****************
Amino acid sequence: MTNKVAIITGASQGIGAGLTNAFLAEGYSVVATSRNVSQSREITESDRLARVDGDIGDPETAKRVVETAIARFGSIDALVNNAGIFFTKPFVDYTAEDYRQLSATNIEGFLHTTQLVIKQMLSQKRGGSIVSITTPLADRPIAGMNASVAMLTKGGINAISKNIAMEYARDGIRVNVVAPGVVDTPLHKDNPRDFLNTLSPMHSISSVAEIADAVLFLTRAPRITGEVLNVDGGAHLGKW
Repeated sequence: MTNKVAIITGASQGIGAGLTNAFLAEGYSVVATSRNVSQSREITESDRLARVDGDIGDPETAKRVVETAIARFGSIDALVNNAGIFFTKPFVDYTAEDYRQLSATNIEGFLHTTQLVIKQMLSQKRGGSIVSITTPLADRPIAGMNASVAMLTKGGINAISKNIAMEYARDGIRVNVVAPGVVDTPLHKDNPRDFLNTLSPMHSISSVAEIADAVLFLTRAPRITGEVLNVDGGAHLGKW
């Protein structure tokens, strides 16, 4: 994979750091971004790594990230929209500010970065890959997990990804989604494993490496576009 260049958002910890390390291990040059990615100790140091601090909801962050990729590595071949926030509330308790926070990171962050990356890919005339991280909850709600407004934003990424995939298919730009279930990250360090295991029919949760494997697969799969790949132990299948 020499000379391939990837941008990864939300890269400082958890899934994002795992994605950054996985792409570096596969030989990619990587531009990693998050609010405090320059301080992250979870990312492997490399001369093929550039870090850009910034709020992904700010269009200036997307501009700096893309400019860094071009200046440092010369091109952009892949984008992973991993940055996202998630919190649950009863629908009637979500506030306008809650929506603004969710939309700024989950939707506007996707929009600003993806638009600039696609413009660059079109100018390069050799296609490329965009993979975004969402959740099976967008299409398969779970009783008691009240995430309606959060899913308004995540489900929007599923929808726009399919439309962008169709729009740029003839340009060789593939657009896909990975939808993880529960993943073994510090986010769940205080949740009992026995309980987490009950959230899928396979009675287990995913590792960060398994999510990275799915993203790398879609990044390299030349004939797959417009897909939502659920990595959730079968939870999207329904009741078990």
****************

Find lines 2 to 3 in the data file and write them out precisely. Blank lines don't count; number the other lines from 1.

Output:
Repeated sequence: MTNKVAIITGASQGIGAGLTNAFLAEGYSVVATSRNVSQSREITESDRLARVDGDIGDPETAKRVVETAIARFGSIDALVNNAGIFFTKPFVDYTAEDYRQLSATNIEGFLHTTQLVIKQMLSQKRGGSIVSITTPLADRPIAGMNASVAMLTKGGINAISKNIAMEYARDGIRVNVVAPGVVDTPLHKDNPRDFLNTLSPMHSISSVAEIADAVLFLTRAPRITGEVLNVDGGAHLGKW
């Protein structure tokens, strides 16, 4: 994979750091971004790594990230929209500010970065890959997990990804989604494993490496576009 260049958002910890390390291990040059990615100790140091601090909801962050990729590595071949926030509330308790926070990171962050990356890919005339991280909850709600407004934003990424995939298919730009279930990250360090295991029919949760494997697969799969790949132990299948 020499000379391939990837941008990864939300890269400082958890899934994002795992994605950054996985792409570096596969030989990619990587531009990693998050609010405090320059301080992250979870990312492997490399001369093929550039870090850009910034709020992904700010269009200036997307501009700096893309400019860094071009200046440092010369091109952009892949984008992973991993940055996202998630919190649950009863629908009637979500506030306008809650929506603004969710939309700024989950939707506007996707929009600003993806638009600039696609413009660059079109100018390069050799296609490329965009993979975004969402959740099976967008299409398969779970009783008691009240995430309606959060899913308004995540489900929007599923929808726009399919439309962008169709729009740029003839340009060789593939657009896909990975939808993880529960993943073994510090986010769940205080949740009992026995309980987490009950959230899928396979009675287990995913590792960060398994999510990275799915993203790398879609990044390299030349004939797959417009897909939502659920990595959730079968939870999207329904009741078990």